There were also occasional social invitations for the Thomases. They attended a White House state dinner in 2019 for the Australian prime minister. (Other Supreme Court justices have attended state dinners under presidents from both parties.) They were at the October 2020 swearing-in ceremony for Justice Amy Coney Barrett, where Justice Thomas administered the oath.
In 2020, Trump appointed Ginni Thomas to the Library of Congress Trust Fund Board, which handles donations to the library and some of its financial investments. A library official confirmed that she still holds the unpaid position and said the board only meets once per year.
But there were limits to Ginni Thomas’ influence in Trump’s orbit. A source said she didn’t have Trump’s personal cell phone number. She did not communicate with Trump on January 6, the source added.
Still, she exchanged at least 29 text messages with Meadows between November 2020 and mid-January 2021 — a critical period when Trump and Meadows lobbied election administrators and Justice Department officials to block President-elect Joe Biden from taking office. In some texts, she embraced fringe conspiracies and hoped top Democrats would be tried for sedition.
Pushing for hirings and firings
She would regularly prod Trump administration officials, and even Trump himself, to hire her right-wing allies and contacts, according to multiple sources and previous press reports. One former Trump administration official told that staffers would annotate Thomas’ spreadsheet with reasons why her candidates were unsuitable.
Multiple sources on the receiving end of such pleas recalled that several candidates who Thomas sought to install in the administration had previously failed background checks or turned down lower-level positions that they were ultimately offered. One candidate “didn’t believe women should serve in the military,” a former official recalled.
Some of the other candidates posted inappropriate things on social media, an ironic twist, considering Trump’s own social media presence was littered with controversial material.
“There’s a good reason they didn’t get hired,” a former Trump administration official said.
Ginni Thomas also encouraged the Trump White House to purge specific administration officials because she suspected they were part of the anti-Trump “deep state.” Axios previously reported on Ginni Thomas’ efforts to get administration officials hired and fired, and about her group’s major role in the March 2018 ouster of former Trump national security adviser H.R. McMaster.
She brought up the proposed staffing shakeups when she accompanied Justice Thomas to a private lunch with Trump and First Lady Melania Trump at the White House in November 2018, according to multiple sources. The New York Times previously reported on the meal, but not about the topics that were discussed.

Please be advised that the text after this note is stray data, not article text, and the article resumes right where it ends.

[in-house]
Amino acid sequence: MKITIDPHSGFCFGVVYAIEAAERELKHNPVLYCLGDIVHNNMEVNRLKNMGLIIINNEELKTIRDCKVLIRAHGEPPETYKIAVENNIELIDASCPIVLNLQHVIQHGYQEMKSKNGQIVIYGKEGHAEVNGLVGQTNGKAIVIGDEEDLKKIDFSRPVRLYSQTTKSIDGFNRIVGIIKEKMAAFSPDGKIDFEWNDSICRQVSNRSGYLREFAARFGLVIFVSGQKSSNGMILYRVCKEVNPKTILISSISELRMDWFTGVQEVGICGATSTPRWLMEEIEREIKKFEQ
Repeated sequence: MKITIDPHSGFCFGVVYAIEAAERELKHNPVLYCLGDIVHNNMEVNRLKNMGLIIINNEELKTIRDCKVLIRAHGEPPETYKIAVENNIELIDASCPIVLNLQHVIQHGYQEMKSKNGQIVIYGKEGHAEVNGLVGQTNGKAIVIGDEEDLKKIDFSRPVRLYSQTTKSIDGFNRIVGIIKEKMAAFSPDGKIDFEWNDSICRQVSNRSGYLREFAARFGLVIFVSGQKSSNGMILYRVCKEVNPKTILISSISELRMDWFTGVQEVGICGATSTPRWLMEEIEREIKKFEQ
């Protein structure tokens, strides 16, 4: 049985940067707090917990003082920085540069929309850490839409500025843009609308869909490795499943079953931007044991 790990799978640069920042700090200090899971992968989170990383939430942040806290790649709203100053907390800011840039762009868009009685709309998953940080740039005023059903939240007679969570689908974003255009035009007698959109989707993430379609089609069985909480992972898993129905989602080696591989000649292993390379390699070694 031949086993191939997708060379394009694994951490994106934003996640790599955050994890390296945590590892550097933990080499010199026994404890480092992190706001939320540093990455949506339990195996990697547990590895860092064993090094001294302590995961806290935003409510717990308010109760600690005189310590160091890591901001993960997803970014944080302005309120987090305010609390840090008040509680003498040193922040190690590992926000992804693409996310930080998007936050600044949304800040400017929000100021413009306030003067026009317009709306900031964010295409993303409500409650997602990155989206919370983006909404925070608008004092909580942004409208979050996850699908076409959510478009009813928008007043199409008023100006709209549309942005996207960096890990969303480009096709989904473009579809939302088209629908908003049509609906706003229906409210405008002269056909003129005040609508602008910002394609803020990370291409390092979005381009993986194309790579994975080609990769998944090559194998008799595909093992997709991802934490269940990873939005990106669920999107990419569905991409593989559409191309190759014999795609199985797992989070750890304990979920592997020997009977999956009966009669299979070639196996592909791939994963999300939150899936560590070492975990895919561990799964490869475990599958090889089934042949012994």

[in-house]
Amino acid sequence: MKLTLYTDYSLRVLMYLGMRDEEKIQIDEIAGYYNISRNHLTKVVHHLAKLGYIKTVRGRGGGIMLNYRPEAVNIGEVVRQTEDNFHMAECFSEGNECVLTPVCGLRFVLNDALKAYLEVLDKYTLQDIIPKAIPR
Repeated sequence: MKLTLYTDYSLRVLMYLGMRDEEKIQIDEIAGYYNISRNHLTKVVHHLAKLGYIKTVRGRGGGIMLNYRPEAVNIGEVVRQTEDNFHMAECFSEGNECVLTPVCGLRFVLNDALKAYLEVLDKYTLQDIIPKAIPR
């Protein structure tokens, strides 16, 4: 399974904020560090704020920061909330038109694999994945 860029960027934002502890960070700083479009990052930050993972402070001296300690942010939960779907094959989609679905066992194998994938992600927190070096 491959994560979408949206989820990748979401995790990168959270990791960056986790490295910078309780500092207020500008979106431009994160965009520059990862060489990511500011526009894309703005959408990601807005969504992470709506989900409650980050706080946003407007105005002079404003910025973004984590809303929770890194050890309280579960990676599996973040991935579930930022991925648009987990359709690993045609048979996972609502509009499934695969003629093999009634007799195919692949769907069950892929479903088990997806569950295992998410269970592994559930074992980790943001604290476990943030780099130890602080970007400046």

Sources told that during the lunch, Ginni Thomas told Trump that she knew about several candidates for administration jobs, and Trump asked her to follow up with his staff.
In the ensuing weeks, Ginni Tomas tried to secure a follow-up meeting with Trump. But some White House aides slow-walked her requests because they were afraid she might undermine Trump’s signature criminal justice reform bill, and because of their concerns about her personnel recommendations, people familiar with those efforts.
Trump signed the First Step Act into law on December 21, 2018. Weeks later, Ginni Thomas and members of her right-wing Groundswell group — including a congressional chief of staff and an anti-transgender activist — met with Trump in the Roosevelt Room at the White House. Ivanka Trump was also present for parts of the meeting, according to The New York Times.
During the meeting, Thomas complained that hostile “deep state” officials within the White House were blocking her recommended candidates from getting jobs in the administration. She aimed some her of complaints directly at Trump aides who were in the room, accusing them of quashing her efforts to install MAGA devotees inside agency posts and the White House, according to two people who were present for the meeting.
She even gave Trump her list of recommended hires during the meeting.
Top aides had briefed Trump before his meeting with Thomas and informed him that there were problems with the candidate she was pushing, former Trump White House officials revealed for the first time. One of the former officials said they were afraid that Trump would have been easily persuaded by Ginni Thomas’ suggestions if they hadn’t briefed him beforehand.
Controversy for the high court
The firestorm over Ginni Thomas’ role in the efforts to overturn the 2020 election has once again raised questions about Justice Thomas’ complicated position on the Supreme Court, and whether he should recuse himself from any January 6-related cases that might come up. But public pressure can only go so far. All decisions regarding recusal are solely up to each justice.
A native Nebraskan, Ginni Thomas worked for Omaha-based former GOP Rep. Hal Daub in the 1980s, shortly before she met Justice Thomas. Daub stayed friends with the high-profile couple and told that he believes it’s “preposterous” to accuse them of acting unethically.
“They understand the relationship with the government and the (Supreme) Court,” Daub said. “He respects her right to her own voice. And he has been assiduous to avoid accusations of impropriety… as one of nine Supreme Court judges, he has a duty to serve and not recuse.”
Daub added that he believes Justice Thomas has maintained a consistent legal philosophy on the bench, in majority opinions and dissents, on a wide array of politically charged matters.
“That is really good, solid proof, I think, that pillow talk doesn’t persuade his views,” Daub said.